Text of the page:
Okay, y’all, March was the most Januaryist month ever. And by that I mean, it was LONG. Can you for a minute remember what life was like on March 1st? We had just gotten home from our trip to San Diego, my son only had two teeth (we’re now at SEVEN which is bonkers), and we were operating like normal. No longer, my friends.
That being said, I’ve gotten a surprising amount of reading done, despite all the stress and distraction. Several were audiobooks, several were graphic novels, but I figure whatever formats will keep me reading, that’s a good thing. As I always told my students, all reading is good reading! Here’s what I managed this month:
The Boy, The Mole, The Fox and the Horse, by Charlie Mackesy (Harper One, 2019): This reads like motivational posters, and I mean that in the best way possible. I would like to frame just about every page on my wall. Beautiful tale of friendship with lovely and simple artwork. Takes about 20 minutes to read, and you’ll want to read it over and over. Read my full review here.
Little Fires Everywhere, by Celeste Ng (Penguin 2017): Read this one to prepare for the Hulu show (which I haven’t gotten to yet… a couple grad school friends and I are going to watch it virtually together, and we still have a few eps of Friday Night Lights left!) Don’t need to say much, since everyone’s read it already, but I thought it was a beautiful rumination on motherhood. Read my full review here.
Relish: My Life in the Kitchen, by Lucy Knisley (First Second 2013): I love Lucy Knisley’s work so much, and this graphic memoir focused on food was a delightful escape. She’s so down-to-earth and I think we would be great pals. Read my full review here.
Some Writer! The Story of E. B. White, by Melissa Sweet (Houghton Mifflin Harcourt, 2016): I loved this middle grade biography of E.B. White, both for its ability to transport me to early 20th century rural life, and for Melissa Sweet’s beautiful artwork. I now want to read E.B. White’s entire repertoire. Read my full review here.
Operating Instructions: A Journal of My Son’s First Year, by Anne Lamott (Anchor Books, 1993): This memoir felt particularly relatable to me as I navigate the first year with my own son. Despite the angry references to H.W. Bush presidency (oh, what a world), I think this one has aged beautifully, and it certainly still feels very relevant. But then again, I’m not sure those feelings of early motherhood have changed much in 27 years, or 127. Read my full review here.
You Think It, I’ll Say It, by Curtis Sittenfeld (Random House, 2018): I’m a huge fan of Sittenfeld, and a recent huge fan of short story, so this was a definite win for me. An interesting rumination on parenthood, marriage, and life in the middle years.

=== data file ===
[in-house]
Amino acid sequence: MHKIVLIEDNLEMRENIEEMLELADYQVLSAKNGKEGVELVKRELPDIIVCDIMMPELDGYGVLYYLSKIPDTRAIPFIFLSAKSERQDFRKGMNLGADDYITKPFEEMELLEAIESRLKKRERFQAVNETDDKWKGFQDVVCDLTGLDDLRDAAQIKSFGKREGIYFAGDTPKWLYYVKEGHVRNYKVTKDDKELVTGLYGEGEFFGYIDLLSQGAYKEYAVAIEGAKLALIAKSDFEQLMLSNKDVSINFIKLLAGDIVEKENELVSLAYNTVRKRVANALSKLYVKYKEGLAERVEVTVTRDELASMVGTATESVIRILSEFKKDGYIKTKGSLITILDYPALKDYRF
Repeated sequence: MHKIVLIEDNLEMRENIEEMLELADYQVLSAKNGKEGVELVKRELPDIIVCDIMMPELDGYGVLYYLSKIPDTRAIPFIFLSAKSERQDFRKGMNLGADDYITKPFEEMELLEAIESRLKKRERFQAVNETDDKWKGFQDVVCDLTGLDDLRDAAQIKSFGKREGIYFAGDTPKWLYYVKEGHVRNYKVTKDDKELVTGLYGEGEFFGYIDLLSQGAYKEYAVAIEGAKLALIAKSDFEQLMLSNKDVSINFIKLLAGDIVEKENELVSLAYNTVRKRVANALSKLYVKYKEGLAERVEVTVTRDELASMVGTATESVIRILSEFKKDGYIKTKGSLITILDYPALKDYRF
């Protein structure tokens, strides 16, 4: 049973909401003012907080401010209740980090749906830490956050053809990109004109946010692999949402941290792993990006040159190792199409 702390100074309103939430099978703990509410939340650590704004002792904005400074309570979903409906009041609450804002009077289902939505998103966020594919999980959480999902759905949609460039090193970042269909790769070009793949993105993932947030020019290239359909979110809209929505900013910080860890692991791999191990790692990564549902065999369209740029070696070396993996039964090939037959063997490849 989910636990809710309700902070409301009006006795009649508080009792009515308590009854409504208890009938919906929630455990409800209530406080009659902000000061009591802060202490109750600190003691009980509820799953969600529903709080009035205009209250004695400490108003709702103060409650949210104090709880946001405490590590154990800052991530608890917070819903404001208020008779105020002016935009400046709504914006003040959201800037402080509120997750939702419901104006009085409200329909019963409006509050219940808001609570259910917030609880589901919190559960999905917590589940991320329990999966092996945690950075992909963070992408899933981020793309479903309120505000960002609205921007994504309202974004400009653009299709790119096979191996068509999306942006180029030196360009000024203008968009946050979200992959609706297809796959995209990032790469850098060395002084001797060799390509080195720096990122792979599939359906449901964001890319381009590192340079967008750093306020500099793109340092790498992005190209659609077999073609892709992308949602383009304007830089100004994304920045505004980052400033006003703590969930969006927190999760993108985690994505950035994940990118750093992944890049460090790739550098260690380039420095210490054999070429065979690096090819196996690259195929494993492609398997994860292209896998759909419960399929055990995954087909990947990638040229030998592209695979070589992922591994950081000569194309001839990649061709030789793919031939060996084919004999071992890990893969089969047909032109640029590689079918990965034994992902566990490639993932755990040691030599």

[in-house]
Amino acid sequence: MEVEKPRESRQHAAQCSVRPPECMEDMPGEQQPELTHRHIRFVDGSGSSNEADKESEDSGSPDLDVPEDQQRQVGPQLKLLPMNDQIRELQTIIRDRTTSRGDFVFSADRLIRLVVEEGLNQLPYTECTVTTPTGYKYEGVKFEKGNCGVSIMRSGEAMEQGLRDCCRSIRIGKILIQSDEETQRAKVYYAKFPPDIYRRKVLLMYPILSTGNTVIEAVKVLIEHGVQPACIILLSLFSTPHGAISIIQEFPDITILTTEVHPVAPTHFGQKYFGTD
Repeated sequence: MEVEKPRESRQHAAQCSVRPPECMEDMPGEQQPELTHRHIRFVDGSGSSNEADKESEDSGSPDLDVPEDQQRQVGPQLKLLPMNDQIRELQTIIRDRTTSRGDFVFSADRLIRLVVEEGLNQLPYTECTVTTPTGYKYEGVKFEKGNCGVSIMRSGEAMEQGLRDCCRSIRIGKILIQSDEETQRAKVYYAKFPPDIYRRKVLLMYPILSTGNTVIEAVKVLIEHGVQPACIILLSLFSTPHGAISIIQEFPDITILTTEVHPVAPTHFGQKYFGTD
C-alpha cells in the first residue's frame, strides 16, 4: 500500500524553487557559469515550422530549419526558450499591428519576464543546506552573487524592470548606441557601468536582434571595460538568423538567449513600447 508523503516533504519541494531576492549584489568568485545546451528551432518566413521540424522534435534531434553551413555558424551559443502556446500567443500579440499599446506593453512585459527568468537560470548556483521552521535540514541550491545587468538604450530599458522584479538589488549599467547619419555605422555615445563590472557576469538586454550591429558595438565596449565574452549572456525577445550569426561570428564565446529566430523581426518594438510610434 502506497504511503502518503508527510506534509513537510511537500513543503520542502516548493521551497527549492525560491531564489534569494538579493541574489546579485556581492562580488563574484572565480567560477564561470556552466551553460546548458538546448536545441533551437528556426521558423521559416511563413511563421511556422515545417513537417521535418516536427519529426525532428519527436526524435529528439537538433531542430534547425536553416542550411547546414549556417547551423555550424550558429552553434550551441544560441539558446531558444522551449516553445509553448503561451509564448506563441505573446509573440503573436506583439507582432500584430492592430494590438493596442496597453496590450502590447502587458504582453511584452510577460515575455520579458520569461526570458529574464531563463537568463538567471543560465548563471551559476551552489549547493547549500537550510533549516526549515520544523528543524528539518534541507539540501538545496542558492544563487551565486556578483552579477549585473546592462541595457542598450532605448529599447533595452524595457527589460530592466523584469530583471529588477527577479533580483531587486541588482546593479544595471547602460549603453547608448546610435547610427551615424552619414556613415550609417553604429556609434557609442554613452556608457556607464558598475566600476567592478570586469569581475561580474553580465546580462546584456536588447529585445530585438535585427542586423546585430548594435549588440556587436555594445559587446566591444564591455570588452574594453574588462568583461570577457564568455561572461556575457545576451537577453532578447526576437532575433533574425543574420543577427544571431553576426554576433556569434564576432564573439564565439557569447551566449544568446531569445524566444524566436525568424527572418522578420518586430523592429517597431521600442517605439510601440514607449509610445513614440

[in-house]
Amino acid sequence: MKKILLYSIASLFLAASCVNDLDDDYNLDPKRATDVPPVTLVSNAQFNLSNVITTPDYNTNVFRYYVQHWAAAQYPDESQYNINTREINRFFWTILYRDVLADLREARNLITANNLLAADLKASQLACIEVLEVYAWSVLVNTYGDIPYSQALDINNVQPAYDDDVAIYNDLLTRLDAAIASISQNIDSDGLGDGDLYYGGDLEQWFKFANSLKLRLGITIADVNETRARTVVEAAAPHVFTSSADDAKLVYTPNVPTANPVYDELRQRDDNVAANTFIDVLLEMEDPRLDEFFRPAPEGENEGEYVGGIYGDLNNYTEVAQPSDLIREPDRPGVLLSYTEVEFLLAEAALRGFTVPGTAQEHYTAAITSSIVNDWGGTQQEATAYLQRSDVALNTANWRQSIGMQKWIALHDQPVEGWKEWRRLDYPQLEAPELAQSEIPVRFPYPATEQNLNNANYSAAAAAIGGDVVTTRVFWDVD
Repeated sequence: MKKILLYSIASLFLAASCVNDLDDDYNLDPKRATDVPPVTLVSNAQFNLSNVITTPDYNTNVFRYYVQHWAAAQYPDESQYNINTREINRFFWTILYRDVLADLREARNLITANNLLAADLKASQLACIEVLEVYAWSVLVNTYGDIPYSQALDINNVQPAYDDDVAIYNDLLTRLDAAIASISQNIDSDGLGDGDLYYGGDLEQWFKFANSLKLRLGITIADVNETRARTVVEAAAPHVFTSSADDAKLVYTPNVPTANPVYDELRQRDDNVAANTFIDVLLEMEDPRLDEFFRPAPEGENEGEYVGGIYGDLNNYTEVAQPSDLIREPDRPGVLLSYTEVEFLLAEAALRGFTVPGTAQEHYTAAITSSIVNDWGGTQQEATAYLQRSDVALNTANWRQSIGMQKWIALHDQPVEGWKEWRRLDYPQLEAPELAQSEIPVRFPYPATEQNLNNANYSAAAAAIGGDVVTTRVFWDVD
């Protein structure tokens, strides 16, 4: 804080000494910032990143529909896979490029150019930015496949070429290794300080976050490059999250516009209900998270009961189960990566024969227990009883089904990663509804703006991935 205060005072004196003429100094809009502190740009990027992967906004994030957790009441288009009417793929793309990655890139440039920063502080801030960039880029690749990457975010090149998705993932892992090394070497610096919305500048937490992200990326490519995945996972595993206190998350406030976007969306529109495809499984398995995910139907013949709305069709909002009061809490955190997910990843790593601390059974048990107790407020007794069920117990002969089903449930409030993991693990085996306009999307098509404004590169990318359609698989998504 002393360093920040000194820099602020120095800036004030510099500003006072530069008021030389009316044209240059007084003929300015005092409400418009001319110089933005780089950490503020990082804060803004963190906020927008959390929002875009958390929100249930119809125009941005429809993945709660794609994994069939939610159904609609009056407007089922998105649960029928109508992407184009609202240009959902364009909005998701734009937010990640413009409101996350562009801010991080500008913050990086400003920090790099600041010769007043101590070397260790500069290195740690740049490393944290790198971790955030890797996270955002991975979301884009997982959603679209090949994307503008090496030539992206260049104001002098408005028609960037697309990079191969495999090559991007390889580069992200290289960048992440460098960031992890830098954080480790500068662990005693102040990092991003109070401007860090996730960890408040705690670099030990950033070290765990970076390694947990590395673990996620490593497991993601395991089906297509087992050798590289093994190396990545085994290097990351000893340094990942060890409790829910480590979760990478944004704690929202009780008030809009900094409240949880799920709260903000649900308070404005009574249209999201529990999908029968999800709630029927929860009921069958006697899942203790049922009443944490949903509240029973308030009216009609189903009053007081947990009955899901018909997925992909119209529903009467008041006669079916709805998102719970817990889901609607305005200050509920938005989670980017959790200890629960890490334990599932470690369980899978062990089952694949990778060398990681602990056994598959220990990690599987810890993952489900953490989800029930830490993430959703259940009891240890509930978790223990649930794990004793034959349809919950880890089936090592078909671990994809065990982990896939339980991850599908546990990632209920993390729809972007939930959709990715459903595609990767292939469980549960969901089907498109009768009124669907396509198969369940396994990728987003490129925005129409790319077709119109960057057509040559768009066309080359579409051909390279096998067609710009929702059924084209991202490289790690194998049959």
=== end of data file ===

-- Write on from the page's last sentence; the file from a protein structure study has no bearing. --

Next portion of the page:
How to Be an Antiracist, by Ibram X. Kendi (Narrated by the author) (One World 2019): We now know that “not being racist” isn’t enough to cause real change in our society, and this book fully fleshes out what that means. A must read for anyone looking to broaden their perspective on race issues in America.
A Spark of Light, by Jodi Picoult, narrated by Bahni Turpin (Random House 2018): I listened to this primarily because I noticed Bahni was the narrator, and she’s my go-to narrator for audiobooks. Her voice is so captivating, and she did another stellar job with this one. This is Picoult’s look into the controversial pro-life/pro-choice debate, and she does an excellent job of giving life to many different perspectives on that.
Talking to Strangers, by Malcolm Gladwell (narrated by the author) (Hachette Book Group 2019): I had heard an interview with Gladwell about his new book on Armchair Expert, and he explained that he had written it with the audiobook in mind the whole time. He also gave some wild sales statistic for how the audio has sold in comparison to the print version, and I don’t remember now what it was, but it was CRAZY high. That’s because the audiobook is pretty stellar. Gladwell is all about bringing different stories from the news into his pop sociology, and whenever possible, he included direct audio from those stories. We hear Sandra Bland’s videos from her YouTube channel and from the recording of her arrest. We hear clips of Amanda Knox’s documentary. We hear part of Brock Turner’s testimony. We hear audio from Neville Chamberlain after he met with Hitler in 1939. It’s pretty impressive.
Ghosts of Harvard, by Francesca Serritella (Random House, anticipated release: May 5, 2020): This debut doesn’t come out till the beginning of May, so I’ll be posting my full review for it closer to its release date. It’s definitely a page-turner and kept me on the edge of my seat!
What You Wish For, by Katherine Center (St. Martin’s Press, anticipated release: July 14, 2020): This was my first Center novel, and it just didn’t do it for me. I think I would have rated it lower if I wasn’t in the mind frame that I needed a fluffy escape. Again, my full review will be posted later in the summer.
The Mental Load, by Emma (Seven Stories Press 2017): I wanted to love this graphic novel after hearing a discussion on a podcast about “the mental load” that is primarily handled by women in the household, which includes such things as meal planning and scheduling appointments and making sure permission slips are signed, etc. And some parts really did ring true. But other parts were a little too much or fell flat for me, so love it I did not. I wonder if part of that has to do with the fact that it is a French translation.
So seeya wouldn’t wanna beya, March. It’s been.. not that fun! I’m hoping I can get into a bit more of a reading groove in April, but also open to the possibility of branching out into genres that don’t require a ton of focus. I hope April brings great things to your reading life!